Blind pensioner who carried Olympic torch has guide dog confiscated… because it walks too SLOWLY

January 14, 2014 | by | 1 Comment

A blind pensioner who carried the Olympic torch after raising thousands for a Guide Dogs charity was left heartbroken when the organisation confiscated her Labrador – because she walks too SLOWLY.

Shirley Waller, 80, was left devastated when she was told she could no longer keep her beloved seven-year-old dog Alfie.

The pensioner is now forced to use a white cane and has to be taken out for walks by sighted volunteers.

Shirley Waller carrying the Olympic flame with her guide dog Alfie, who has now been confiscated for walking too slow

Shirley Waller carrying the Olympic flame with her guide dog Alfie, who has now been confiscated for walking too slow

National charity Guide Dogs for the Blind told her she could no longer keep Alfie after he chewed a leather glove and was forced to have an operation to remove it last June.

But Shirley, from Market Deeping, Lincs., who has lived with guide dogs for 25 years, said the charity refused to give her Alfie back or provide another dog because she walks too slowly.

She sobbed: “They said they were taking Alfie away because I couldn’t look after him.

“They said I couldn’t have another dog because I walk too slowly.

“I can’t get my head around it. I feel after 25 years of being able to go out and about, now I can’t because I have had to revert back to a white cane.

Heartbroken Shirley beside a picture of her an Alfie

Heartbroken Shirley beside a picture of her an Alfie

“I am 80 and learning to use a white cane is not an easy task.

“My walking has suffered because I have not been able to get out and about. I’m stuck at home waiting for any kind person to come and take me for a walk.”

Shirley spent years raising thousands of pounds for Guide Dogs for the Blind and was even nominated to carry the Olympic torch through her home town in July 2012.

She asked for a retired guide dog to keep her company when Alfie need surgery last June but the charity refused.

In another cruel twist, she has also been banned from giving talks about the charity’s work to schools and adult groups because she does not have a guide dog to accompany her.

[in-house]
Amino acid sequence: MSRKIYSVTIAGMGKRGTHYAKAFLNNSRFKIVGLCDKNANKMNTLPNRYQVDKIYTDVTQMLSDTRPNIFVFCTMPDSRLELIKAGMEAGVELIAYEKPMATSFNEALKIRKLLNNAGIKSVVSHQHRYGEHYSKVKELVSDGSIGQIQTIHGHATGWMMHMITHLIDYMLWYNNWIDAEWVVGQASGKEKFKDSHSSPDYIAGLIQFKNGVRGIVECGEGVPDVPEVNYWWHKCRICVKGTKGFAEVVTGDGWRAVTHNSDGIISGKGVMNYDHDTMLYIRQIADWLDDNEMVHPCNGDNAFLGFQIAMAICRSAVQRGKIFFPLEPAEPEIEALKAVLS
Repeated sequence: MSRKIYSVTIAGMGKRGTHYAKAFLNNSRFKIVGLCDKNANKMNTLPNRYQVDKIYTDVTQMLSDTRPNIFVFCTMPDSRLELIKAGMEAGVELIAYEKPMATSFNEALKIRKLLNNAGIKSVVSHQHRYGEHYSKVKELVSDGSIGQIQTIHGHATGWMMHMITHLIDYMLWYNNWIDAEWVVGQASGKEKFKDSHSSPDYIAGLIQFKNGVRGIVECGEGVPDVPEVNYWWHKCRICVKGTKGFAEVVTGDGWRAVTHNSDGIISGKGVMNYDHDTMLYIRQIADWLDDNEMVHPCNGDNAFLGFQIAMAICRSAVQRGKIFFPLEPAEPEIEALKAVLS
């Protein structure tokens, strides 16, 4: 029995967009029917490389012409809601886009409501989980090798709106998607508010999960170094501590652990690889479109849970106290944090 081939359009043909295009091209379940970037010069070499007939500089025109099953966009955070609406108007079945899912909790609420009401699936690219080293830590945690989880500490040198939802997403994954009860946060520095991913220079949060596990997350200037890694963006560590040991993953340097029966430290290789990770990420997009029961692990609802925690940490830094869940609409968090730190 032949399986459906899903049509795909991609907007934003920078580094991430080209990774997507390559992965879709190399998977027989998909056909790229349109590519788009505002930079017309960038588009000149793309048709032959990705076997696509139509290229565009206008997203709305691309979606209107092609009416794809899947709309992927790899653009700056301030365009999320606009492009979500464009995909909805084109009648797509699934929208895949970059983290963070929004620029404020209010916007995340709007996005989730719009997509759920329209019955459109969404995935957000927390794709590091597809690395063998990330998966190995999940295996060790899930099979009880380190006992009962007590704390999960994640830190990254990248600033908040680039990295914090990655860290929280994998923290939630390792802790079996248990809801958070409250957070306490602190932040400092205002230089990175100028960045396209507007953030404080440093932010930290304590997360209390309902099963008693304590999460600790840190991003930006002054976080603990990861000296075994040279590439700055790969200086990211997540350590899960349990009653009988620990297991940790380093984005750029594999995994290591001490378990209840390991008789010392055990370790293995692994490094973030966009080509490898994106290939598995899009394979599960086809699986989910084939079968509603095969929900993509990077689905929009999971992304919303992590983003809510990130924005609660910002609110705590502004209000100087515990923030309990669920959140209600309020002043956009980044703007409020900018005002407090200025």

Shirley added: “I feel completely and utterly let down. I have worked for the charity in all
weathers collecting, doing talks to raise awareness of what they are like.

“I was so happy to do it because they had got me out of this dark world, but now they have pushed me back into it.

“I have lost my confidence. I’m not the person I was.”

A spokesman for Guide Dogs for the Blind refused to comment on the reasons for not letting Shirley have another guide dog.

He said: “We care very deeply about the health and wellbeing of our guide dogs and, as Mrs Waller’s dog was experiencing health issues, we made the difficult decision to retire him early.

“We understand that losing her guide dog has been a very tough for Mrs Waller. Guide dogs are life-changing for their owners and so to be parted from one can be difficult.

“In circumstances such as these, we assess the our service user’s needs individually to see if there are other ways we can help them to get out and about on their own terms, and we’re now supporting Mrs Waller with long cane training and our My Guide sighted guiding service.

“For someone to qualify with a guide dog we need to know that they would be getting out and about on a regular basis with their dog, have appropriate living conditions and would be able to care for their dog accordingly.”

Mum-of-seven Shirley Waller tragically lost one of her sons in a helicopter crash after the Chelsea v Liverpool Champions League semi-final in May 2007.

Jonathan Waller, 42, was flying back from the game – which Liverpool won on penalties – with millionaire Philip Carter, 44, his teenage son Andrew and pilot Stephen Holdich, 49.

The twin-engined Squirrel helicopter came down in thick fog close to Chelsea vice-president Mr Carter’s home in Cambridgeshire.

Shirley was born in Manchester where she worked as a nurse until she met her husband Albert at a YMCA dance.

The couple moved to Peterborough in 1977 when Albert came out of the RAF and had seven children – David, Adrian, Janet, Richard, Robert, Jonathan and Heather.

As well as losing Jonathan in 2007, Shirley also tragically lost her daughter Heather six years ago.

Shirley and Albert had planned to move to North Wales in their retirement but Albert was diagnosed with Alzheimer’s disease and Shirley lost her sight.

The couple decided to move to Market Deeping, Lincs., instead and Albert passed away in 2001.

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